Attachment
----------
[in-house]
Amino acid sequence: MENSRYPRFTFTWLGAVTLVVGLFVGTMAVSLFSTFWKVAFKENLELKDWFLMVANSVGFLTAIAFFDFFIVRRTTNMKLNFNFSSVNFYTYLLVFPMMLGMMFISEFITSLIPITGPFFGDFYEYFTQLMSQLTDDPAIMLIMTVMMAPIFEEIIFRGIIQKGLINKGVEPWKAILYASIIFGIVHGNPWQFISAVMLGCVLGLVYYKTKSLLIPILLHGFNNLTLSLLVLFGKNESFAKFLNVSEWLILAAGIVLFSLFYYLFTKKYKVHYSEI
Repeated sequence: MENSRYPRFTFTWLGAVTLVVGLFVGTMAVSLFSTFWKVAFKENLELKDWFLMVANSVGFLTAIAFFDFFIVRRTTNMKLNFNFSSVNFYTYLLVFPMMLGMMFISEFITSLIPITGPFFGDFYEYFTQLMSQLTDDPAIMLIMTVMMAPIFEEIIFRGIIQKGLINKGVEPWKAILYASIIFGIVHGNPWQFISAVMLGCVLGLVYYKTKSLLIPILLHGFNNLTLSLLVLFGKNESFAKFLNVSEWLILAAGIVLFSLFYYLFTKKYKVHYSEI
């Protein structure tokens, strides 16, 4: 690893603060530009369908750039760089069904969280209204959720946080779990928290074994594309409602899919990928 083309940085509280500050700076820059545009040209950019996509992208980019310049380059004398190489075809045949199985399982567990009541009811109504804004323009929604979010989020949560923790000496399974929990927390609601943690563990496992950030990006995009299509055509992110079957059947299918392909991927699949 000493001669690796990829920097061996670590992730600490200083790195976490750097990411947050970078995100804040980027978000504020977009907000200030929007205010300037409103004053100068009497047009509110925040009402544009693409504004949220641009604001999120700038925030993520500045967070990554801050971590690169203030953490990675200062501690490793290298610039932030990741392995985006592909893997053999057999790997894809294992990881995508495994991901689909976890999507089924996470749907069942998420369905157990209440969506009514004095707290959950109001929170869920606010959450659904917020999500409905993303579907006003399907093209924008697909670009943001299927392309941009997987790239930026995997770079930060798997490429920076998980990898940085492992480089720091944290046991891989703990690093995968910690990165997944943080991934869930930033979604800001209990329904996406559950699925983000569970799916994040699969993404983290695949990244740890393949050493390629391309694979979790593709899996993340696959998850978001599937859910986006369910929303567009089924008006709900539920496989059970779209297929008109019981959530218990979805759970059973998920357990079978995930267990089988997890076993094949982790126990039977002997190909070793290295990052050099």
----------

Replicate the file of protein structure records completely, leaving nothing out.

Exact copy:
[in-house]
Amino acid sequence: MENSRYPRFTFTWLGAVTLVVGLFVGTMAVSLFSTFWKVAFKENLELKDWFLMVANSVGFLTAIAFFDFFIVRRTTNMKLNFNFSSVNFYTYLLVFPMMLGMMFISEFITSLIPITGPFFGDFYEYFTQLMSQLTDDPAIMLIMTVMMAPIFEEIIFRGIIQKGLINKGVEPWKAILYASIIFGIVHGNPWQFISAVMLGCVLGLVYYKTKSLLIPILLHGFNNLTLSLLVLFGKNESFAKFLNVSEWLILAAGIVLFSLFYYLFTKKYKVHYSEI
Repeated sequence: MENSRYPRFTFTWLGAVTLVVGLFVGTMAVSLFSTFWKVAFKENLELKDWFLMVANSVGFLTAIAFFDFFIVRRTTNMKLNFNFSSVNFYTYLLVFPMMLGMMFISEFITSLIPITGPFFGDFYEYFTQLMSQLTDDPAIMLIMTVMMAPIFEEIIFRGIIQKGLINKGVEPWKAILYASIIFGIVHGNPWQFISAVMLGCVLGLVYYKTKSLLIPILLHGFNNLTLSLLVLFGKNESFAKFLNVSEWLILAAGIVLFSLFYYLFTKKYKVHYSEI
């Protein structure tokens, strides 16, 4: 690893603060530009369908750039760089069904969280209204959720946080779990928290074994594309409602899919990928 083309940085509280500050700076820059545009040209950019996509992208980019310049380059004398190489075809045949199985399982567990009541009811109504804004323009929604979010989020949560923790000496399974929990927390609601943690563990496992950030990006995009299509055509992110079957059947299918392909991927699949 000493001669690796990829920097061996670590992730600490200083790195976490750097990411947050970078995100804040980027978000504020977009907000200030929007205010300037409103004053100068009497047009509110925040009402544009693409504004949220641009604001999120700038925030993520500045967070990554801050971590690169203030953490990675200062501690490793290298610039932030990741392995985006592909893997053999057999790997894809294992990881995508495994991901689909976890999507089924996470749907069942998420369905157990209440969506009514004095707290959950109001929170869920606010959450659904917020999500409905993303579907006003399907093209924008697909670009943001299927392309941009997987790239930026995997770079930060798997490429920076998980990898940085492992480089720091944290046991891989703990690093995968910690990165997944943080991934869930930033979604800001209990329904996406559950699925983000569970799916994040699969993404983290695949990244740890393949050493390629391309694979979790593709899996993340696959998850978001599937859910986006369910929303567009089924008006709900539920496989059970779209297929008109019981959530218990979805759970059973998920357990079978995930267990089988997890076993094949982790126990039977002997190909070793290295990052050099």